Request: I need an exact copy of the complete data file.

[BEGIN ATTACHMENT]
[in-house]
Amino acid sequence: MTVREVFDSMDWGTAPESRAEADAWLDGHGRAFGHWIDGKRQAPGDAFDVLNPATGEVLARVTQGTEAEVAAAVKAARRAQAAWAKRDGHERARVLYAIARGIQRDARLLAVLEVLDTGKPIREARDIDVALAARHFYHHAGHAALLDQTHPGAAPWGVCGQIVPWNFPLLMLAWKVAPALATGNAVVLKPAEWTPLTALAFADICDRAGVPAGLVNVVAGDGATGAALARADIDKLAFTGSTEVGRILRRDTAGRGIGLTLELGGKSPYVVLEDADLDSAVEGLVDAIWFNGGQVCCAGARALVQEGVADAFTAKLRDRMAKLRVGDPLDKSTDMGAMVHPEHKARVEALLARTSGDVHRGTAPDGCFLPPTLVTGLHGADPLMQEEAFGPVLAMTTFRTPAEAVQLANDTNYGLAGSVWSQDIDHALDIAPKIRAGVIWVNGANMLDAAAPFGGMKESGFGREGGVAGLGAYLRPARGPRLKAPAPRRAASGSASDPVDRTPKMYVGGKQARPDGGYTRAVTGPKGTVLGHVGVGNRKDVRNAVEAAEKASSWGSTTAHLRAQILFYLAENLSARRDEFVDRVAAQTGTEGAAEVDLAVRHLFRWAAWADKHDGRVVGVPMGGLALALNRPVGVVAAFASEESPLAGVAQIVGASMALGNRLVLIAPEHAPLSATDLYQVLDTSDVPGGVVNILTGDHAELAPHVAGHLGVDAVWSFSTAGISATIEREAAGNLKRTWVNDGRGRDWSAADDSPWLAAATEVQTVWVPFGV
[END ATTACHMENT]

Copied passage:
[in-house]
Amino acid sequence: MTVREVFDSMDWGTAPESRAEADAWLDGHGRAFGHWIDGKRQAPGDAFDVLNPATGEVLARVTQGTEAEVAAAVKAARRAQAAWAKRDGHERARVLYAIARGIQRDARLLAVLEVLDTGKPIREARDIDVALAARHFYHHAGHAALLDQTHPGAAPWGVCGQIVPWNFPLLMLAWKVAPALATGNAVVLKPAEWTPLTALAFADICDRAGVPAGLVNVVAGDGATGAALARADIDKLAFTGSTEVGRILRRDTAGRGIGLTLELGGKSPYVVLEDADLDSAVEGLVDAIWFNGGQVCCAGARALVQEGVADAFTAKLRDRMAKLRVGDPLDKSTDMGAMVHPEHKARVEALLARTSGDVHRGTAPDGCFLPPTLVTGLHGADPLMQEEAFGPVLAMTTFRTPAEAVQLANDTNYGLAGSVWSQDIDHALDIAPKIRAGVIWVNGANMLDAAAPFGGMKESGFGREGGVAGLGAYLRPARGPRLKAPAPRRAASGSASDPVDRTPKMYVGGKQARPDGGYTRAVTGPKGTVLGHVGVGNRKDVRNAVEAAEKASSWGSTTAHLRAQILFYLAENLSARRDEFVDRVAAQTGTEGAAEVDLAVRHLFRWAAWADKHDGRVVGVPMGGLALALNRPVGVVAAFASEESPLAGVAQIVGASMALGNRLVLIAPEHAPLSATDLYQVLDTSDVPGGVVNILTGDHAELAPHVAGHLGVDAVWSFSTAGISATIEREAAGNLKRTWVNDGRGRDWSAADDSPWLAAATEVQTVWVPFGV